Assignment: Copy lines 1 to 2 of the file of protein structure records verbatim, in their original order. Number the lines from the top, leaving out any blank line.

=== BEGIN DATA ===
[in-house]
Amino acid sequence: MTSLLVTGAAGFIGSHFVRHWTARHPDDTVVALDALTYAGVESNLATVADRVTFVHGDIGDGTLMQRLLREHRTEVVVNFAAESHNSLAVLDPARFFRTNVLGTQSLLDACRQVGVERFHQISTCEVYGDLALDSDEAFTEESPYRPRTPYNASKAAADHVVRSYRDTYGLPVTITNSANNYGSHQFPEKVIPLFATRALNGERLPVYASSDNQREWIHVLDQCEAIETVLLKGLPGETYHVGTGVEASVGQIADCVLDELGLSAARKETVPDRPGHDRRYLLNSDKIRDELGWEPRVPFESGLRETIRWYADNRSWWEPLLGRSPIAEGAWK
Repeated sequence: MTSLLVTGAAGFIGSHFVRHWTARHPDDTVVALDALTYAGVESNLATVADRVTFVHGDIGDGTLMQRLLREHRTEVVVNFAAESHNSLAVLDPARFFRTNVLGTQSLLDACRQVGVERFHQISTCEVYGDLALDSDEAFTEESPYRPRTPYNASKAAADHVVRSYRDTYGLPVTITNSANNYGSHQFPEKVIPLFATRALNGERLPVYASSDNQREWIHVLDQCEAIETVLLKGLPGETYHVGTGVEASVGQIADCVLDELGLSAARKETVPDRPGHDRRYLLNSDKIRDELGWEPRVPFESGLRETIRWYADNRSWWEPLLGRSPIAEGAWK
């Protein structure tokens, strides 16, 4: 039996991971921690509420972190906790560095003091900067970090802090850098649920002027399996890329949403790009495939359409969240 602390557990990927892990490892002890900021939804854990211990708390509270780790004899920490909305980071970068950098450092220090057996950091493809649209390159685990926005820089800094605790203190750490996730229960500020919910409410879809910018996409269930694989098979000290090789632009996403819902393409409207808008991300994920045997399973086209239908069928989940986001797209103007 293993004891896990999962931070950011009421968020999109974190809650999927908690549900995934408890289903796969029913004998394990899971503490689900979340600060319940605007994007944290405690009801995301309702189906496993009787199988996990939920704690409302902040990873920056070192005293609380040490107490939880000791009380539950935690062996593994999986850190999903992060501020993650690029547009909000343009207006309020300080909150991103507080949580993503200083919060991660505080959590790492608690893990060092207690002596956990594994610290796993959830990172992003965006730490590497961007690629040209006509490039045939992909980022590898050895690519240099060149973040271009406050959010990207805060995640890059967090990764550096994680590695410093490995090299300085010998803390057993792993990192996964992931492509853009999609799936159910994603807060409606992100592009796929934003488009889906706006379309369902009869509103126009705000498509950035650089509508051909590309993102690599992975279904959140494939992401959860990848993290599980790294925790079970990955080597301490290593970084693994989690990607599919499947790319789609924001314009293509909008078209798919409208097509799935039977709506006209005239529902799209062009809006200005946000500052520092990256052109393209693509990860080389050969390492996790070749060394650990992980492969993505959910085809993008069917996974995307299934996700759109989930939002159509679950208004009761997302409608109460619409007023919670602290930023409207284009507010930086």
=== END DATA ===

[in-house]
Amino acid sequence: MTSLLVTGAAGFIGSHFVRHWTARHPDDTVVALDALTYAGVESNLATVADRVTFVHGDIGDGTLMQRLLREHRTEVVVNFAAESHNSLAVLDPARFFRTNVLGTQSLLDACRQVGVERFHQISTCEVYGDLALDSDEAFTEESPYRPRTPYNASKAAADHVVRSYRDTYGLPVTITNSANNYGSHQFPEKVIPLFATRALNGERLPVYASSDNQREWIHVLDQCEAIETVLLKGLPGETYHVGTGVEASVGQIADCVLDELGLSAARKETVPDRPGHDRRYLLNSDKIRDELGWEPRVPFESGLRETIRWYADNRSWWEPLLGRSPIAEGAWK